To thrive in ever-changing environments, systems must be able to adapt their actions to respond appropriately to the stimuli they receive. These adaptive systems, or agents, exist at all scales, from microscopic bacteria to self-driving vehicles. Common to all is that they interact and compete with other agents, mounting a drive to develop and deploy increasingly complex strategies. This requires the agent to track ever more information about past and present events, imposing a performance bottleneck and making tools for efficient distillation of relevant information essential. We show that quantum processing can provide a competitive edge, by allowing agents to execute considerably more complex strategies than classical counterparts with access to the same memory capacity.We pinpoint precisely which quantum effects are behind these advantages and what structures an agent should adopt to maximize efficiency, allowing them to execute more complex strategies with a smaller memory. We provide a systematic means of encoding strategies for quantum agents that harness these advantages. Moreover, we show that the quantum enhancement in efficiency can scale without bound.The utility of these findings extends beyond the agents themselves. Agent-based modeling and adaptive systems permeate the quantitative sciences; our work highlights the beneficial role quantum technologies can play in these endeavors.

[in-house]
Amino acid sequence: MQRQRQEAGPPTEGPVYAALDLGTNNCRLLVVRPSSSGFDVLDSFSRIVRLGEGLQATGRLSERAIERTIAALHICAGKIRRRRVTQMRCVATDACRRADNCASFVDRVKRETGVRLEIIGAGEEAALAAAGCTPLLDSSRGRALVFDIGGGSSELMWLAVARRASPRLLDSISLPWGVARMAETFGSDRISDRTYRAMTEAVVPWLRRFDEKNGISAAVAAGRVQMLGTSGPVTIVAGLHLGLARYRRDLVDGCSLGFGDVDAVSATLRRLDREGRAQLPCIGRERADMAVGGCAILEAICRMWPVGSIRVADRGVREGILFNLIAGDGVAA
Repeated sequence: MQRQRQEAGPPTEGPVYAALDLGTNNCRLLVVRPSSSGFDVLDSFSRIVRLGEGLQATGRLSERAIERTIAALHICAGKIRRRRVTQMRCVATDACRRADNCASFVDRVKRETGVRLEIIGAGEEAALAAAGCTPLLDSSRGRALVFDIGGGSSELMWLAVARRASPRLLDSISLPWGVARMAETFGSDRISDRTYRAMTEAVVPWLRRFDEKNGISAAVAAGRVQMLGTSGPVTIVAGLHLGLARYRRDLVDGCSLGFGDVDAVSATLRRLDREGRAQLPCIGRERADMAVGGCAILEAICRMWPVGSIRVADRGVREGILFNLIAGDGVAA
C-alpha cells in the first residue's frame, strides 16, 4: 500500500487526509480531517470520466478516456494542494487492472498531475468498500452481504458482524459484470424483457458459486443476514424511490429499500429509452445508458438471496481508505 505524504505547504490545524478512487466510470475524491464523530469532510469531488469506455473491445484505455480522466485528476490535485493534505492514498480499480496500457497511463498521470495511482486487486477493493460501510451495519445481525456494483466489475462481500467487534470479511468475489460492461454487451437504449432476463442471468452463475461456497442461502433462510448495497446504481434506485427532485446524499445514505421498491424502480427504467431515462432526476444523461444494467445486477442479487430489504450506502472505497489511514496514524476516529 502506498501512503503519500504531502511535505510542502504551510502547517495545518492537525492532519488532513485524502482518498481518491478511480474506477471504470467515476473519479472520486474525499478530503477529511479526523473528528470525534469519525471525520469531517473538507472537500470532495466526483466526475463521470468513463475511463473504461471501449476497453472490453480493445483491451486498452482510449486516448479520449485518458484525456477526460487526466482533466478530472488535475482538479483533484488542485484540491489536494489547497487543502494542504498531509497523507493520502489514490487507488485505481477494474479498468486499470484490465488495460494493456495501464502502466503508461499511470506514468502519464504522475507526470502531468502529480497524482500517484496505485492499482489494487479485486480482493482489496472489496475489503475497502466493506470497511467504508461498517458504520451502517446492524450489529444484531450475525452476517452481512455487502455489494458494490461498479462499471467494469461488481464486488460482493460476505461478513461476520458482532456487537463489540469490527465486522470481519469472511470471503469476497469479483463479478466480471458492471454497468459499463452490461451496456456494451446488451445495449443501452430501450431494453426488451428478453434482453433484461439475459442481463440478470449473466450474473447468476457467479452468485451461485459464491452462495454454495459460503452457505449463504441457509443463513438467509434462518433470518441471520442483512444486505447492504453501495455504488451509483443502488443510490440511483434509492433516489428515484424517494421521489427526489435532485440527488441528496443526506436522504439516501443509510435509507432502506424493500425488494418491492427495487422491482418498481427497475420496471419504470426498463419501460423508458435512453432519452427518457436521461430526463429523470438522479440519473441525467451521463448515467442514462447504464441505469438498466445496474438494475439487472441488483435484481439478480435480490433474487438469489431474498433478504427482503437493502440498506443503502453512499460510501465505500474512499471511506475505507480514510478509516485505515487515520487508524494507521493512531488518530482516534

Physical Review X